Bart Grzegorzewicz gladly shared the lessons he learned as a level artist and talked about his general workflow in Unreal Engine 4.
Hi, my name is Bart Grzegorzewicz and I come from Poland.
My journey into Unreal Engine 4 started when I worked at Madmind Studio a year ago as a tester. Now I’m a level artist beginner. I’m still going to school and in my free time, I mostly create small environmental scenes, such as a part of the forest or mountains, and playable demos with mechanics sometimes.
Preparation to the Scene
The first thing I do before even turning on the engine is collecting references. Ask yourself: how should my level look like? In what mood is the player supposed to enter it? Maybe you have a vision of what you want to create, but you can’t remember how exactly some of the parts from the real life looking like, so if you want to make your scene ‘realistic’ you have to take the real environments from the photos as a base and always keep an eye on it during the process. If you want to make a Japanese forest, look for photos of the forests in Japan. If you want to make mountains in summer, collect photos of the mountains in summer. And so on.
I also always create a moodboard which is a collection of references on the background showing me HOW my level should look like and WHAT is the mood. The second thing is collecting references of Lightning and Color Palette. Is it a bright or a dark scene? Should the main color be green and blue or yellow and red? Remember that your lighting and color is a good way to keep the player in the expected mood. Thirdly, grab screenshots from other games which remind of what you have in your mind.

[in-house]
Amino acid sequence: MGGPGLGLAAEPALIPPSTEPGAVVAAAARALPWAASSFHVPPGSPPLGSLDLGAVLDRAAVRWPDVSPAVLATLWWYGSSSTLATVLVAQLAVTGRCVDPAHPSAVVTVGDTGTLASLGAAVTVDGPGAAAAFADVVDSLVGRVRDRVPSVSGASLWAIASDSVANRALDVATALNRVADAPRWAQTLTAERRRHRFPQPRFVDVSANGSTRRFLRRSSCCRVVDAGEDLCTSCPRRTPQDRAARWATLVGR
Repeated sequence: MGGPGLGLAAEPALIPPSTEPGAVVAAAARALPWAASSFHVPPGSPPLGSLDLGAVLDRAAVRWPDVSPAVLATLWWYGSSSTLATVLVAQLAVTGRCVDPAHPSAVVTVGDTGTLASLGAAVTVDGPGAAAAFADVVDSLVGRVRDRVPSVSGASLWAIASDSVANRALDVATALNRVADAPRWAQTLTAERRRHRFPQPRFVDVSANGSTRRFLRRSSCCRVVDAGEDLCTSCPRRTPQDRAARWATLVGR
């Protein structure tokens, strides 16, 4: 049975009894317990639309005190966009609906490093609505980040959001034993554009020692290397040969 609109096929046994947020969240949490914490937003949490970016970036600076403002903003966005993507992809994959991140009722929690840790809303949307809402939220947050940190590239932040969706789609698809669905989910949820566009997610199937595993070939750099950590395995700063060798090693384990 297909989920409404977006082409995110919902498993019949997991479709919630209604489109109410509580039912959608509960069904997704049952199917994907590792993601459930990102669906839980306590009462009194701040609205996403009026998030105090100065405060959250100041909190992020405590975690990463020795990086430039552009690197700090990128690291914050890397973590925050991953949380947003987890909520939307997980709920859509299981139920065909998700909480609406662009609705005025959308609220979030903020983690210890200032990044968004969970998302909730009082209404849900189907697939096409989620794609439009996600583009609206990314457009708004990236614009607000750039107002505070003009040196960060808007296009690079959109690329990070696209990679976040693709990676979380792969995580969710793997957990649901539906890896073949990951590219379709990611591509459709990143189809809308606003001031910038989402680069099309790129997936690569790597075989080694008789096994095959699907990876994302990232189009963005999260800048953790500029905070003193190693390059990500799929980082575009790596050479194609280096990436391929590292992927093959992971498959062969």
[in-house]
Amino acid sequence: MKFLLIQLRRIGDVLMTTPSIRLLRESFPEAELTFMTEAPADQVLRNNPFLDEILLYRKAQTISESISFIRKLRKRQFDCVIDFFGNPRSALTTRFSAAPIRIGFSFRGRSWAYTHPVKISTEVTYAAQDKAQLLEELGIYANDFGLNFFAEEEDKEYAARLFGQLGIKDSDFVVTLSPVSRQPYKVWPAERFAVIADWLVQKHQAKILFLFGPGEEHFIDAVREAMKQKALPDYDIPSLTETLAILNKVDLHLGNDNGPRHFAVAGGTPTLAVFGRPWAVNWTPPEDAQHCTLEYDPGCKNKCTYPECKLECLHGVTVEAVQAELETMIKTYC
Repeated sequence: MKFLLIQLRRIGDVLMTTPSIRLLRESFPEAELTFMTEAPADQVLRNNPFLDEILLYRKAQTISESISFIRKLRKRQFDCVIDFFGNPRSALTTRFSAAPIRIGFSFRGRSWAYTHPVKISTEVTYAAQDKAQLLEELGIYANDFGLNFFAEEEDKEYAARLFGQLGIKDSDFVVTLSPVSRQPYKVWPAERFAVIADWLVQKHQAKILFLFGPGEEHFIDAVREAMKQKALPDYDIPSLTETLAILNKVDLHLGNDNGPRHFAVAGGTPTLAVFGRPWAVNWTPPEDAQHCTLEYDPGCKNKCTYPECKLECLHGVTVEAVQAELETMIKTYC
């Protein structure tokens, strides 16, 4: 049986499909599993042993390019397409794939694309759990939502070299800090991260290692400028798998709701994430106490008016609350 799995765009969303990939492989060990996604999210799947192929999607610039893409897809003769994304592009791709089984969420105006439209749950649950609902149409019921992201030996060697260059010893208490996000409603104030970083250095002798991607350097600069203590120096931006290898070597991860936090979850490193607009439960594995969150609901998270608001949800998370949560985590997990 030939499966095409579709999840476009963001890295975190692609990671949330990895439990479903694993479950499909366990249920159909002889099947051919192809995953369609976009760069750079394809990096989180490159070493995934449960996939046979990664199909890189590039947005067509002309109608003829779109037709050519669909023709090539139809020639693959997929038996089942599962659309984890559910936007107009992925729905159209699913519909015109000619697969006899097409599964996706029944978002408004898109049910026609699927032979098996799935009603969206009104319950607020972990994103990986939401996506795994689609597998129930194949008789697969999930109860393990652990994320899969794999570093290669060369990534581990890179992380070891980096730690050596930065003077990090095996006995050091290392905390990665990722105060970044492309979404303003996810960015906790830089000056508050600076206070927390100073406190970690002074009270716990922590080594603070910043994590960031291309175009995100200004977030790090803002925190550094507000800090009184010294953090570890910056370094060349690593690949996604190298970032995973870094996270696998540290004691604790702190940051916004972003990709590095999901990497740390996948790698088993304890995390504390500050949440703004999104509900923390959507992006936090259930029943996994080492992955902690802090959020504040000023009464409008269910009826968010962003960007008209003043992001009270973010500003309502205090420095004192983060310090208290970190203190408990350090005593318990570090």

* the image is taken from the Polygon Academy Youtube channel
Based on the moodboard, my PostApo game is similar to The Last of Us, so I looked for screenshots from this game and investigated how they created the world and placed the meshes, the lighting, mood, etc. These screenshots can be also put on the board. I created my boards in GIMP. It’s up to you what to use, it can be Photoshop or simply a folder on the computer. My best suggestions for searching for references are Pinterest, Google Image and ArtStation.
After the references are ready, draw a top-down layout of the scene to know what you want to create and how you want to set the environment. There are two different types: a scene without gameplay where you have only the main outline or a playable level where you have to be more specific and define the player’s path, the areas from where the enemy arrives, what they guard, where are the collectibles or secrets and which buildings the player can enter. To look at some examples, just type “top-down layout” in the google search.
When you want to create a playable map I recommend you to start with blocking out your level with BSP or simple meshes which you can create on your own, and only then when you’re sure that your level satisfies you and works well, you can fill it with grass, trees, final meshes, etc.
Laying Out the Scene in the Engine
Now, when you know the mood and the look of your scene, you can go the into engine. I’ll use my scene Mountain forest as an example.
When I want to make a level without gameplay, I don’t care much about the player’s path and collisions. I created a new default level with lights, atmospheric fog and the rest. Then deleted the default floor and created a new landscape with section size 31×31 quads. I didn’t change any other settings.